Article: “UNICEF calls on governments to ensure rights of indigenous children”

Recently, I found a number of articles about the situation of indigenous peoples world wide. Not least the following one, which surprisingly mentions indigenous peoples in Cambodia. So I thought I post it here. Moreover, as I keep reading many articles related in different ways to cultural diversity, I decided to make the relevant pieces available in this blogg.

UNICEF calls on governments to ensure rights of indigenous children
CIARAN GILES, Associated Press Writer
Thursday, February 26, 2004
©2004 Associated Press

UNICEF has urged governments worldwide to take greater responsibility in ensuring the rights of indigenous children, whom it described as one of the most marginalized groups.
A study, drawn up by UNICEF’s Innocenti Research Center, said 300 million indigenous peoples, spread across more than 70 countries, have far less access to health and education compared to their non-indigenous counterparts. Children suffered the worst, it said.
“The responsibility to promote and protect the human rights of indigenous children is universal,” Carol Bellamy, executive director of the United Nations Children’s Fund, said Wednesday at the launching of the report.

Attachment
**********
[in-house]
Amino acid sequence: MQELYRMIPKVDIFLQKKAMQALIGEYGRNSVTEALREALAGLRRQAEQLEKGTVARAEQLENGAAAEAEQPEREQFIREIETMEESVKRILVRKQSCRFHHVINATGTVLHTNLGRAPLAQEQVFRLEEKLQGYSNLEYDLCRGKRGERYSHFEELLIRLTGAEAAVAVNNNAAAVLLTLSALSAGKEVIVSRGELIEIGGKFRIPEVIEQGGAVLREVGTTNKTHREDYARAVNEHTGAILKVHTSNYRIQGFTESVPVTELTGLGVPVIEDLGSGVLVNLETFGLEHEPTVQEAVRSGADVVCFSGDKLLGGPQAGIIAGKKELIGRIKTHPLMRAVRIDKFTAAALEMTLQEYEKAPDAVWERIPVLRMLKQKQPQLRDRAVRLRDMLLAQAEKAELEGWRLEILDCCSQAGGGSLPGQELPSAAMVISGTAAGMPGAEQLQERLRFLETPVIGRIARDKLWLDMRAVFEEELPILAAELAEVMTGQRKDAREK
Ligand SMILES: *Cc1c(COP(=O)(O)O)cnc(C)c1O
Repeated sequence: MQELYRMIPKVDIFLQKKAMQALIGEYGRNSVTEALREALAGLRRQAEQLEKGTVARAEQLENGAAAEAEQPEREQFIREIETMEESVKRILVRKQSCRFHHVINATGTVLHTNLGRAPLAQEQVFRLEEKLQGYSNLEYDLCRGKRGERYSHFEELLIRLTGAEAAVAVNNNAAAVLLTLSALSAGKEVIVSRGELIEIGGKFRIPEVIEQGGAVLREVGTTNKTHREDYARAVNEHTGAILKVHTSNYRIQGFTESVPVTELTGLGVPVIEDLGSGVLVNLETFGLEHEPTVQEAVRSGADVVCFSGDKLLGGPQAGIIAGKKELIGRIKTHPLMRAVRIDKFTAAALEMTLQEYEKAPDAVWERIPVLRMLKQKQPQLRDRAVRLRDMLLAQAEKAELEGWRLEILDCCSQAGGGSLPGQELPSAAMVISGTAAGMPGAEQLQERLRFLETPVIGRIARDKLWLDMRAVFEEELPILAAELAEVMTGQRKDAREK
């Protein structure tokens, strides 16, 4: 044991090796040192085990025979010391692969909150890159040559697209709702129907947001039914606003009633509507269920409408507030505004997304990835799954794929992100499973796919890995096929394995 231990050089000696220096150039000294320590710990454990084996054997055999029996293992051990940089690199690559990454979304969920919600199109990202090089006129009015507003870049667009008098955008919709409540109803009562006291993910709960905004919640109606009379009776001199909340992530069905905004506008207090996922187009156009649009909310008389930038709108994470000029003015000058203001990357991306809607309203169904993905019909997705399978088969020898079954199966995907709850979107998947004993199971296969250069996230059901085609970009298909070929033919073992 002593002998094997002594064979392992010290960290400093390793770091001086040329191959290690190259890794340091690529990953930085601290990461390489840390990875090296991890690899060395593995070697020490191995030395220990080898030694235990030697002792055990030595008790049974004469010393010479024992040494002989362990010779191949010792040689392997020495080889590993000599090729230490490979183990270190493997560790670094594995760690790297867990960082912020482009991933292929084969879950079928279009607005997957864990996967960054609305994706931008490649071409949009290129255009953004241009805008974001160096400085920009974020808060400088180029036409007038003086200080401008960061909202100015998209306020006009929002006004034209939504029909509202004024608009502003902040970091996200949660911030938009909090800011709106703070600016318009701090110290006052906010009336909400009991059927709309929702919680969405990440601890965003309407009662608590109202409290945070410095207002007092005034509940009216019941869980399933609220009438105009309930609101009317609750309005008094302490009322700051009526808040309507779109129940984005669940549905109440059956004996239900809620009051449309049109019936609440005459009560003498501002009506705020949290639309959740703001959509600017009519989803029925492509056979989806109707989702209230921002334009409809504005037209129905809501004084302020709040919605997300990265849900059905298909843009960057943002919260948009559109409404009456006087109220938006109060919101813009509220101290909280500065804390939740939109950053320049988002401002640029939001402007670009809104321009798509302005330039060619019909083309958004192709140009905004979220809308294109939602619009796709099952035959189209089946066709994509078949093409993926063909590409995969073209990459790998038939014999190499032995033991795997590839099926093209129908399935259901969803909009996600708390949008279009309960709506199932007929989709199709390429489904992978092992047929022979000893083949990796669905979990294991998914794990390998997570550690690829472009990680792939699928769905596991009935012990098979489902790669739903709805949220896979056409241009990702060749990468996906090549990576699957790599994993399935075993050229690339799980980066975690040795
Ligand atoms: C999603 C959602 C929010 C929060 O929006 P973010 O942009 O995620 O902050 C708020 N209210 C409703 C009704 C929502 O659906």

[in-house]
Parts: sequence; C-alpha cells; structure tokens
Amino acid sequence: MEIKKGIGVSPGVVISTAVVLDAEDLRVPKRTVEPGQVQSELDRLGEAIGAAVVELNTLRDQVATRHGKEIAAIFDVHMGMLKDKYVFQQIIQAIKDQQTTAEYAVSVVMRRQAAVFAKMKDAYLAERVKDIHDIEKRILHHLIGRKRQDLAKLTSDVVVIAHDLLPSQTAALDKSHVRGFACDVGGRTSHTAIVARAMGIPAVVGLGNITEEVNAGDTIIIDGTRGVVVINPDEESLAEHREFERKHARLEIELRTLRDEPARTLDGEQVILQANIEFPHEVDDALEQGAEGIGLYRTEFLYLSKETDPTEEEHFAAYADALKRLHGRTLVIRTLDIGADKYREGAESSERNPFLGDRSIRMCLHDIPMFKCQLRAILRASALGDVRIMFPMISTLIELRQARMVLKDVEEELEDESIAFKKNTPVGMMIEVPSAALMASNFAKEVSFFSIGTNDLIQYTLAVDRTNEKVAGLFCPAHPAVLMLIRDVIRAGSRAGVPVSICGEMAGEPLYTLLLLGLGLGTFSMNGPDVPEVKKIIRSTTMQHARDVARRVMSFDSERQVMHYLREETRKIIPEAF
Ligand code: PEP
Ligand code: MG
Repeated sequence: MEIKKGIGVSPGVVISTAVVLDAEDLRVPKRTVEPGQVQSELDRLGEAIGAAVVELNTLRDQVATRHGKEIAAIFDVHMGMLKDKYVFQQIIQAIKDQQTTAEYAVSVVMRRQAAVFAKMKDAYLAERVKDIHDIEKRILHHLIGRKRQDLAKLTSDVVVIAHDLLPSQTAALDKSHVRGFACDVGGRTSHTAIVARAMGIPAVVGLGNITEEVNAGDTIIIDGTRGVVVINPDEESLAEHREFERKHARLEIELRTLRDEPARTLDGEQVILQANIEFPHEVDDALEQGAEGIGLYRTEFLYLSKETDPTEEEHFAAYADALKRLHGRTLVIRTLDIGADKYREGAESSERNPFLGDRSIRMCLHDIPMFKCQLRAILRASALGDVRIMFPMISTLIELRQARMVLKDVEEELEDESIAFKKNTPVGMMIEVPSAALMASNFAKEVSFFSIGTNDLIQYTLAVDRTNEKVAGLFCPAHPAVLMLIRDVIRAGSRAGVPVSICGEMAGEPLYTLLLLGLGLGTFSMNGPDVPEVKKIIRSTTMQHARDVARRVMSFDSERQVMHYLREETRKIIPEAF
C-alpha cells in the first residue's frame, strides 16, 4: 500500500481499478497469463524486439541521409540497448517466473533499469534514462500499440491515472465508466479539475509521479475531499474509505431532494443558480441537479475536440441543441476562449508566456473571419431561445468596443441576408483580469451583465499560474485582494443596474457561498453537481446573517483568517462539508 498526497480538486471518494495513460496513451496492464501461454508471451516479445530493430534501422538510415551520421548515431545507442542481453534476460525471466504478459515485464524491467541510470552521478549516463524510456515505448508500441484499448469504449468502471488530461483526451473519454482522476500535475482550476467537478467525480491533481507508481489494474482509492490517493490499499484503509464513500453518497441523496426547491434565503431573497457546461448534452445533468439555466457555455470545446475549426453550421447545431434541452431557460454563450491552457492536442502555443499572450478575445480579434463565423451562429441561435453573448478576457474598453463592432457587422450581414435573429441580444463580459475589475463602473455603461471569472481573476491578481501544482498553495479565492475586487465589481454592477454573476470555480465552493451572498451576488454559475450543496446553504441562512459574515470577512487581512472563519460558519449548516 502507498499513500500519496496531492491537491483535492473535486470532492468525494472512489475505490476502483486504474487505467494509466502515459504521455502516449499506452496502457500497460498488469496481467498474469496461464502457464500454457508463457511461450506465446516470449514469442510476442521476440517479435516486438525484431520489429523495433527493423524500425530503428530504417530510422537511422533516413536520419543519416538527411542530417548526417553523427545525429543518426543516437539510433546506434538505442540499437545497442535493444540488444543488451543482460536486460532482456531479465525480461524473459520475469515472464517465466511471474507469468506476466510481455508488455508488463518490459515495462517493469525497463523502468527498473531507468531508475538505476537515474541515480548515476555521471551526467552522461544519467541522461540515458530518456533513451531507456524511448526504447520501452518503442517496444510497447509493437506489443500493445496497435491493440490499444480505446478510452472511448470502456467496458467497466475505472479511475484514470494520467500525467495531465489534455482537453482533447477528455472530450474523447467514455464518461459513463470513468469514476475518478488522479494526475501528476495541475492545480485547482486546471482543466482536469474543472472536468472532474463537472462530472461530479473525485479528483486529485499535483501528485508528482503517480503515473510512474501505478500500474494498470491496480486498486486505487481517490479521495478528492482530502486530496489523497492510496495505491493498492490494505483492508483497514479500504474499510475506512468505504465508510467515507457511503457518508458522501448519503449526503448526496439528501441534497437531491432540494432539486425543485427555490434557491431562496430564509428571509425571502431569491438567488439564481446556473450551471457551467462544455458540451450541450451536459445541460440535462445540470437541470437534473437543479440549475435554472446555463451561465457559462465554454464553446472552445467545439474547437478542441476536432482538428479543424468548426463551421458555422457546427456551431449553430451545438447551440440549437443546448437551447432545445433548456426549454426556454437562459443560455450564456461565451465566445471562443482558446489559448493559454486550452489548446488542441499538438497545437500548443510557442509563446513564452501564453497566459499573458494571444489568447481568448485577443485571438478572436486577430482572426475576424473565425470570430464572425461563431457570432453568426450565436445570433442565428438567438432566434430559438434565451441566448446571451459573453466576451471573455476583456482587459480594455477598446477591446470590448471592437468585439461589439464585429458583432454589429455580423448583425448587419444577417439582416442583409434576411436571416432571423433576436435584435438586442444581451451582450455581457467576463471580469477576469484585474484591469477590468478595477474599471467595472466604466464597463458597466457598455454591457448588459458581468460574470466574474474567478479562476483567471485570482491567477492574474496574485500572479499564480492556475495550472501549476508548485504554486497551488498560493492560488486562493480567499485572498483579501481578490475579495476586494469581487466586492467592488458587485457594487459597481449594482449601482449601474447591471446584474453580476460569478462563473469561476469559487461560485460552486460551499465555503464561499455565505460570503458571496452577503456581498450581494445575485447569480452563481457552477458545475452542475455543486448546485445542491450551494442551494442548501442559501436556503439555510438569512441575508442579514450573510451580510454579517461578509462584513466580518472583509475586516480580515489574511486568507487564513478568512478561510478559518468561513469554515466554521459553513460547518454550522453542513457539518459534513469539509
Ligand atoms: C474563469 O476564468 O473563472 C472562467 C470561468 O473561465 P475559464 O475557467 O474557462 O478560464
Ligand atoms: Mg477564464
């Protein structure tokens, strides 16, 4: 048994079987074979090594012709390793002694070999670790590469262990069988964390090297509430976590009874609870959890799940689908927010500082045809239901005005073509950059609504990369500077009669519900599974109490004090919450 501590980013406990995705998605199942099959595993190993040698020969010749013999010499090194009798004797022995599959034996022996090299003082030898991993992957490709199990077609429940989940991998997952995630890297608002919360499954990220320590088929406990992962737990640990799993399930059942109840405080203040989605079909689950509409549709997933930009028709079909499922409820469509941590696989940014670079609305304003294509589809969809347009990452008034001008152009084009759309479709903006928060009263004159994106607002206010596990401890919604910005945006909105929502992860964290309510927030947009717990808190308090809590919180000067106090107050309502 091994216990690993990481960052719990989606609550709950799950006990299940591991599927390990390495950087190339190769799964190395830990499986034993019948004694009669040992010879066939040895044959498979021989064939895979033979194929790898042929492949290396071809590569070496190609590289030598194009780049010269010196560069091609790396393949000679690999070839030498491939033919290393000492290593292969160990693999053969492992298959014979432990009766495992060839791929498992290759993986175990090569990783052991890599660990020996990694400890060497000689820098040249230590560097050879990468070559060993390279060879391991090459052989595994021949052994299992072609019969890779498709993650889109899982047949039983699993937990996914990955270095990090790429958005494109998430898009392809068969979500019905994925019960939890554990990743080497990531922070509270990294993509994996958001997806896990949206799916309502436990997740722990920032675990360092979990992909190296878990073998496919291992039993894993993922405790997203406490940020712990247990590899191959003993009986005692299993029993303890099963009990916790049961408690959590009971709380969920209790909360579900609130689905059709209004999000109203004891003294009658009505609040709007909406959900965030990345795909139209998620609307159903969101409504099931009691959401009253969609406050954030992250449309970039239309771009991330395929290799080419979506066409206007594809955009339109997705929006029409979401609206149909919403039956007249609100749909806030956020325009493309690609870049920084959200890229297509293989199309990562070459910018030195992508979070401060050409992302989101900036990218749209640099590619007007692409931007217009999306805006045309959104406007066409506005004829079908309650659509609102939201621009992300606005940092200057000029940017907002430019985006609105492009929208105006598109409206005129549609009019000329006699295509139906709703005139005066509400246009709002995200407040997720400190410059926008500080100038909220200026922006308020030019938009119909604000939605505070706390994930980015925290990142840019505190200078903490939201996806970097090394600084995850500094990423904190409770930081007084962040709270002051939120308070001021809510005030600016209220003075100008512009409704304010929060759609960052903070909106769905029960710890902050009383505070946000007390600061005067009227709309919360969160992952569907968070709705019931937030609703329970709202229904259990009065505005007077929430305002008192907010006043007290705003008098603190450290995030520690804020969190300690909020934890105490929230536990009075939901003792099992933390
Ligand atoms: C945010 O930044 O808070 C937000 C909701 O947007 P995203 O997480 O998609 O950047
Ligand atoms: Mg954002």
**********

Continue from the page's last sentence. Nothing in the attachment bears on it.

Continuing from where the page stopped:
“Indigenous people live with a legacy of oppression, exclusion and extreme poverty,” she added.
Bellamy said the aim of the report, “Ensuring the Rights of Indigenous Children,” was “to see that this issue is placed squarely and unambiguously on the agenda of every government.”
The most pressing problems concerned health and education.
“One way to make indigenous children less invisible right from the beginning is birth registration,” said Bellamy. “Because at least if you exist in the eyes of the system perhaps there may be better delivery of services.”
The study indicated that indigenous children’s problems were not restricted to income-poor nations and that it extended from the United States to Australia, and Bolivia to Cambodia.
She cited examples such as the poor level of education provided for American Indian children in the United States and the disproportionately high percentage of aboriginal children entangled in the juvenile justice system in Australia.
“In northeast Cambodia, indigenous children’s chances of survival are put at less than half of that of the population as a whole,” she added.
Strong social and political action and commitment was needed on behalf of governments, not just individual groups, she said.
©2004 Associated Press

Leave a Reply